A belated New Year to Red Bistro followers! Time waiteth for no woman and January has stolen a march, quick pace, since I returned from the wilds of Wales, lively Liverpool, home counties Hampshire and New Year’s Eve in London. This post is a medley of our Welsh snapshots as well as the roast lamb, so as to give some context to the meal. Let’s face it, a fussy gourmet meal wouldn’t have looked right in the austere, bleak setting, nor have tempted us quite so much on a winter’s night after a day walking in Snowdonia under mist cover. We needed hearty fare of robust flavours and with plenty to go round. [Recipe at end of post as usual – just scroll down].
The first two (now nearly three) weeks of January have disappeared in more than just unpacking suitcases and putting down Xmas decorations, which we didn’t see because we were away (go figure the point of putting them up in the first place!). While I’ve been diving into new work and commitments, my creative space of The Red Bistro has been less innovative of late.
My kitchen is still sans a decent oven (must chase the stockist to see if it has arrived – it was promised first week of December, but I’ve not heard a word!). Which means that some pastries, pizzas and cakes have not been their best of late (uncooked inners, soggy bottoms and worse). I will regale you with a new Red B delight soon, but in the meantime…
I thought I’d pin up as a souvenir of our stay in North Wales, the homely, wintry supper we had on our last weekend in our medieval tower in Caenarfon.
The local butcher, recommended by predecessor visitors in the guest log of our Landmark Trust property, came up trumps late on that Saturday with a nice bargain piece of lamb. I wasn’t quite sure what part of the lamb it was, perhaps a giant shank or a piece of shoulder, but it was just enough for three and picture perfect in our ancient dining room in The Bath Tower, part of the city walls build by Edward I in the late 13th century as an ‘Iron Ring’ around the Welsh coast – to keep the Welsh out and the English colonisers safely in! I have no idea who the gent in uniform was who presided over us. The Landmark had the place and the region well documented in its large library and guest info, but our majordomo was missing in the inventory.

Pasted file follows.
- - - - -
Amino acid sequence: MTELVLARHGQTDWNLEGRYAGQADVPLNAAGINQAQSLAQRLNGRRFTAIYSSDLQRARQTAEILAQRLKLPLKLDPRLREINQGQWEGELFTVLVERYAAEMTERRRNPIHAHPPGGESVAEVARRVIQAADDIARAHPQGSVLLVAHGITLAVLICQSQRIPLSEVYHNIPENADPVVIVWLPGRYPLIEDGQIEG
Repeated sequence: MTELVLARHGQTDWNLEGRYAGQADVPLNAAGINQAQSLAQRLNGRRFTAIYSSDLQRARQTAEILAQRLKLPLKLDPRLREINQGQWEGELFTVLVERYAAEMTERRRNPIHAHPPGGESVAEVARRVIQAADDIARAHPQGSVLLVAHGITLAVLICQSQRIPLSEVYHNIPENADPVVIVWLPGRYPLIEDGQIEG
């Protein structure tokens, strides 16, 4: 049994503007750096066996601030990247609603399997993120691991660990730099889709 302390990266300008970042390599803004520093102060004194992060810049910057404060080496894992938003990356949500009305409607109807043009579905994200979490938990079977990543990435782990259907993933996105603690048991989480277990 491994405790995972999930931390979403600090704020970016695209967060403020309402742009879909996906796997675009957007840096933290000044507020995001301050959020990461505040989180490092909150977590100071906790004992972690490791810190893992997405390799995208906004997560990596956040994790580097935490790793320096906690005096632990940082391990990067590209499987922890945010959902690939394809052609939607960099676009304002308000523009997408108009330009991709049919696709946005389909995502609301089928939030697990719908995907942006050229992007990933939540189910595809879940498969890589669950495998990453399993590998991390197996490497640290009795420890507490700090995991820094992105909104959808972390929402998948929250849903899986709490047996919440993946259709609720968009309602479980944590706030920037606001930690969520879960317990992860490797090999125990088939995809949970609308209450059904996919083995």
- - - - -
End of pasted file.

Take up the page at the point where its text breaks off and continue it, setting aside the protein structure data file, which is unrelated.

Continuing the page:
The gale force and wet weather we endured certainly kept we English tourists in! We holed up behind its metre-thick walls happily with our wine, whisky drams, open fire, candlelight and roasting lamb wafting from the bijoux but amazingly well equipped ‘holiday’ home kitchen. Landmark did us proud again. It was a real privilege staying in a 700-year-old tower feeling it was all ours, our home, for a week. Jacob wasn’t too sure about being billeted in his sleeping quarters – the guards’ room dorm which he slept in alone (bit spooky) was two floors below ours and with the ‘dungeon’ below. But, despite the constant howling gales and noises all night, not a ghost was seen nor the clanking of chain mail heard; it made for a sense of adventure if sleepless nights. Goodwill and peace to all men if you holiday in that particular slice of history. I’ve decided that later this year we’ll head to another Landmark. Quite fancy The Pineapple near Edinburgh; not one for winter though as you have to don coats to nip to the bathroom across a parapet! Ah, the hardy Celts!
I’ve dedicated this roast to our friend in the frame
Roast Lamb ‘Welsh Guard’s style’
This is a part roast and part pot roast recipe so you have plenty of that beer n’ ale gravy and a succulent joint. It’s an all-in-one pot dish too, so ideal for informal suppers and Sunday lunches.
- Lamb shoulder joint to serves 4-6
- good handful of fresh herbs like bay, rosemary, thyme (or used dried, mixed Italian herbs)
- 2 tbsps olive oil
- a large mugful stout, ale or cider
- a large mugful water
- fresh ground sea salt & black pepper
- root vegetables – parsnips, swedes, turnips, carrots, potatoes
- Wash and pat dry the lamb joint. Smear over the olive oil, sprinkle over the dried herbs or fresh, chopped ones and rub in well. Season. Set aside in a metal roasting tin, covered with foil, in the fridge for around 2 hours before cooking.
- In the meantime, prep your root vegetables of choice, dicing and slicing them into medium-sized chunks. Drizzle over some olive oil and more of the herbs.
- When you’re ready to start roasting, pre-heat oven to 210°C (fan oven) or 230°C gas. Place lamb in its roasting tin, uncovered, on an upper shelf and roast for around 20 minutes at this high temperature to seal the skin and give it colour.
- When you think the lamb is sufficiently seared and browned up nicely on the outside, remove the tin and pour in the stout, ale or beer and the water around the sides of the lamb but don’t baste the top skin. Cover with the foil and place back in the oven to roast for around 1hr 15 mins, depending on the size of the joint.
- After ¾hr, place the root vegetables in to roast on their own tray. Par-roast them til they are browning (around 20 mins), but not crisped and dried out. Then, add to the lamb roasting tin for the last 15 minutes of the joint’s roasting time, basting them a little with the ale/stock from the lamb tin. This way, you can serve all the vegetables alongside the joint.
- When the lamb is tender, remove from the oven, slice and serve on a large, warmed serving dish with the vegetables alongside. Or serve whole and carve at the table. Decant the natural gravy into a warmed jug.
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